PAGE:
By Jake New at eCampus News
Senator introduces legislation that would require universities to adopt cyberbullying policies to be eligible for financial aid programs
When Rutgers University freshman Tyler Clementi jumped from the George Washington Bridge in 2010, the events leading to his death were a painful reminder that cyberbullying is not confined to middle schools.
Clementi’s roommate, Dharun Ravi, had used a webcam to film the freshman kissing another male student, and then invited his Twitter followers to join him for a second viewing. Clementi complained to Rutgers officials about the incident, but committed suicide a day later.
Now, two U.S. senators are sponsoring a bill named in Clementi’s honor that would require colleges and universities to recognize cyberbullying in its anti-harassment policies.
Sen. Patty Murray, D-Wa., will introduce the Tyler Clementi Education Anti-Harassment Act in the Senate this week. Sen. Tammy Baldwin, D-Wi., will co-sponsor the bill, said her press secretary, Leah Hunter.
The bill will amend the Higher Education Act to require colleges and universities to include policy statements about harassment, including cyberbullying, in their annual security reports in order to be eligible for federal student financial aid programs.
Clementi was not Murray’s only inspiration for the bill. An intern in her office, Kristopher Sharp, was harassed when he was a student at the University of Houston. While Sharp was running for a student government office, homophobic flyers were distributed around campus warning students not to vote for him.
“Want AIDS?” a flyer asked. Sharp has been diagnosed with HIV.
“The university told Kris that the flyers were protected under free speech,” Murray said. “You don’t often think about this happening, but when Kris walked me through his experience, it was clear to me that this could happen to anyone.”
A bill similar to the new Tyler Clementi Act, which even shared the same name, stalled in the House of Representatives last year. Some organizations, including the Foundation for Individual Rights in Education(FIRE), criticized that bill as being too vague and redundant.
“While outlawing ‘cyberbullying’ may make for a good soundbite on the evening news, the legislation ignores the fact that the behavior we’re apparently now calling ‘cyberbullying’ is already prohibited by colleges and universities across the country; it’s just referred to as discriminatory harassment, intimidation, true threats, or other behavior that is unprotected or illegal,” wrote Will Creeley, FIRE’s director of legal and public advocacy.
Many colleges and universities do already have harassment policies in place, Murray said, but that isn’t quite good enough. Her bill would make sure that every institution receiving federal student financial aid is covered.
Like previous attempts to tie aid with harassment policies, the bill may be a tough sell.
“It’s going to take a lot of work,” Murray said. “But people need to understand that it’s the right thing to do.”
Nearly 30 percent of students in a 2013 survey said they had witnessed cyberbullying occur at their university, with the majority of the harassment happening on Facebook and Twitter, and through eMail.
Researchers from the University of Texas at Arlington and the University of Minnesota surveyed 276 students at an unnamed Midwestern university, which added cyberbullying language into its student code while the study was taking place.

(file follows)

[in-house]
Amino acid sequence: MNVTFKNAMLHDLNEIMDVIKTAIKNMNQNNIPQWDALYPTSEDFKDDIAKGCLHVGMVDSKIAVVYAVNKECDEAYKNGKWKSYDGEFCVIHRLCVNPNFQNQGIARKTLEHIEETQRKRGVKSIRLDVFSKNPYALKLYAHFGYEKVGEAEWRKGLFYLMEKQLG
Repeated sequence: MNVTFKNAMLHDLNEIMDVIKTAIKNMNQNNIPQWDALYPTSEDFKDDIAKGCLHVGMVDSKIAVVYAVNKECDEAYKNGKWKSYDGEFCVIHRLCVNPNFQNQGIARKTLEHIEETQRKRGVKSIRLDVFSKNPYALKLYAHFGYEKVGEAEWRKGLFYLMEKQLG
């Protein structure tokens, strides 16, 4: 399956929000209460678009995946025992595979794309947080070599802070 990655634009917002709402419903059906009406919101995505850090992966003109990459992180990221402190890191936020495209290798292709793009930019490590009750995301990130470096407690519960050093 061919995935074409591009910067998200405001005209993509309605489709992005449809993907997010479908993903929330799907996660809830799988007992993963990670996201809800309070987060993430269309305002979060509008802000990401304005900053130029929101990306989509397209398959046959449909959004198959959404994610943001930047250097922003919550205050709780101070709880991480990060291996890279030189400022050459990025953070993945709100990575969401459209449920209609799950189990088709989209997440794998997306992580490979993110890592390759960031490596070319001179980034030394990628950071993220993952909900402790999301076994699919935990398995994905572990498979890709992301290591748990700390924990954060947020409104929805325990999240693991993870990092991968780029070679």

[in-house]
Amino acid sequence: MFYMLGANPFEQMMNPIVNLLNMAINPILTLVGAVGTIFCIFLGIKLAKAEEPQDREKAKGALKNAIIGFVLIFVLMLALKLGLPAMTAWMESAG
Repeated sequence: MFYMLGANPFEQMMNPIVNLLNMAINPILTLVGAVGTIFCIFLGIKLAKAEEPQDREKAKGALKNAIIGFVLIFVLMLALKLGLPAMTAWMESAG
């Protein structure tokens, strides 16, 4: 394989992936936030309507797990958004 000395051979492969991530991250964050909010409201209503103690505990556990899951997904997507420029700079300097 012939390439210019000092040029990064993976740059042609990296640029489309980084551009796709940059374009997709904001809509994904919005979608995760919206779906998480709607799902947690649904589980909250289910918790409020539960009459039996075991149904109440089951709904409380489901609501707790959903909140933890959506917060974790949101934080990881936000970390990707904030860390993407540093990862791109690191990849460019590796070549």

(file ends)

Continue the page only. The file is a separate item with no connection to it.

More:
More than 20 percent of the respondents said they were uncomfortable reporting cyberbullying to campus officials.
The reluctance makes it difficult for institutions to get a handle on cyberbullying as officials may not know it’s taking place. To get ahead of the issue, some universities, like the University of Virginia, have adopted policies that allow keyword searches of student eMails.
“There’s been a big change at universities in the last two years, where they want to be proactive about this,” said Chris Grossman, senior vice president of enterprise applications at Rand Secure Data. “Going back through someone’s electronic communication after-the-fact, it’s purely reactionary. Modern technology allows universities to be preventative with keyword searches and analysis.”
Rand Secure Data, which provides consulting and software to universities like UVa, urges universities to make sure their policies are clear to students, Grossman said. The searches — part of Rand Secure Archive’s eDiscovery software — do not read entire emails, he said, but look for specific keywords that could pertain to threatening behavior.
“This isn’t big brother or a faculty member reading all of a student’s emails,” he said. “Explain that. Put the policy in the student handbook. Let people be informed. They’ll realize that if you do the normal types of communications, their eMails will never fall under the scope of what’s being monitored. It’s only when you fall out of that scope that you have to worry.”
Other universities, such as the University of West Alabama, have implemented policies specifically addressing cyberbullying on social media. At the same time, universities who insist on strictly monitoring student social media have been heavily criticized, even eliciting bipartisan legislationcondemning the practice.
The new Tyler Clementi Education Anti-Harassment Act won’t dictate exactly how harassment policies should be shaped, Murray said, but it will specify that universities address cyberbullying.
“Students going to college shouldn’t think or wonder if there are policies in place to protect them,” Murray said. “They should know.”